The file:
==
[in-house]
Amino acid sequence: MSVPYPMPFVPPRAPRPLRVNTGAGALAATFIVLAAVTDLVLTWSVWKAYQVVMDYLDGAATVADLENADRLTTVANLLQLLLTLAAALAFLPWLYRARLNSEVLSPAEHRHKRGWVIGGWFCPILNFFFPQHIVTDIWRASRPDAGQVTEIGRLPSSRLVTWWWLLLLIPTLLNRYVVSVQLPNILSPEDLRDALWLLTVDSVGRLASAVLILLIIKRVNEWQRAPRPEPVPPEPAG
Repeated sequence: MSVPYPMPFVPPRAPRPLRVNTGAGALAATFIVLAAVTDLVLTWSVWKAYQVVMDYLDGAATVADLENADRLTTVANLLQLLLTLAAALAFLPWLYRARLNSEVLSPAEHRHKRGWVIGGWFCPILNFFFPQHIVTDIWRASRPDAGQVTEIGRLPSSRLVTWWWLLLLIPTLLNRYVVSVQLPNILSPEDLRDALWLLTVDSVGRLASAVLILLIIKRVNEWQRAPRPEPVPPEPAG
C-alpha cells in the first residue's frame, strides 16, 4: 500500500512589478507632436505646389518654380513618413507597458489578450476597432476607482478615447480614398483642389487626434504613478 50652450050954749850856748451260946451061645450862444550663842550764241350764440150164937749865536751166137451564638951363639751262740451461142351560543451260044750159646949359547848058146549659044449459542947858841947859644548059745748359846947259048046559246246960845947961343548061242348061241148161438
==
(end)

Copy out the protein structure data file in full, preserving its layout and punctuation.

[in-house]
Amino acid sequence: MSVPYPMPFVPPRAPRPLRVNTGAGALAATFIVLAAVTDLVLTWSVWKAYQVVMDYLDGAATVADLENADRLTTVANLLQLLLTLAAALAFLPWLYRARLNSEVLSPAEHRHKRGWVIGGWFCPILNFFFPQHIVTDIWRASRPDAGQVTEIGRLPSSRLVTWWWLLLLIPTLLNRYVVSVQLPNILSPEDLRDALWLLTVDSVGRLASAVLILLIIKRVNEWQRAPRPEPVPPEPAG
Repeated sequence: MSVPYPMPFVPPRAPRPLRVNTGAGALAATFIVLAAVTDLVLTWSVWKAYQVVMDYLDGAATVADLENADRLTTVANLLQLLLTLAAALAFLPWLYRARLNSEVLSPAEHRHKRGWVIGGWFCPILNFFFPQHIVTDIWRASRPDAGQVTEIGRLPSSRLVTWWWLLLLIPTLLNRYVVSVQLPNILSPEDLRDALWLLTVDSVGRLASAVLILLIIKRVNEWQRAPRPEPVPPEPAG
C-alpha cells in the first residue's frame, strides 16, 4: 500500500512589478507632436505646389518654380513618413507597458489578450476597432476607482478615447480614398483642389487626434504613478 50652450050954749850856748451260946451061645450862444550663842550764241350764440150164937749865536751166137451564638951363639751262740451461142351560543451260044750159646949359547848058146549659044449459542947858841947859644548059745748359846947259048046559246246960845947961343548061242348061241148161438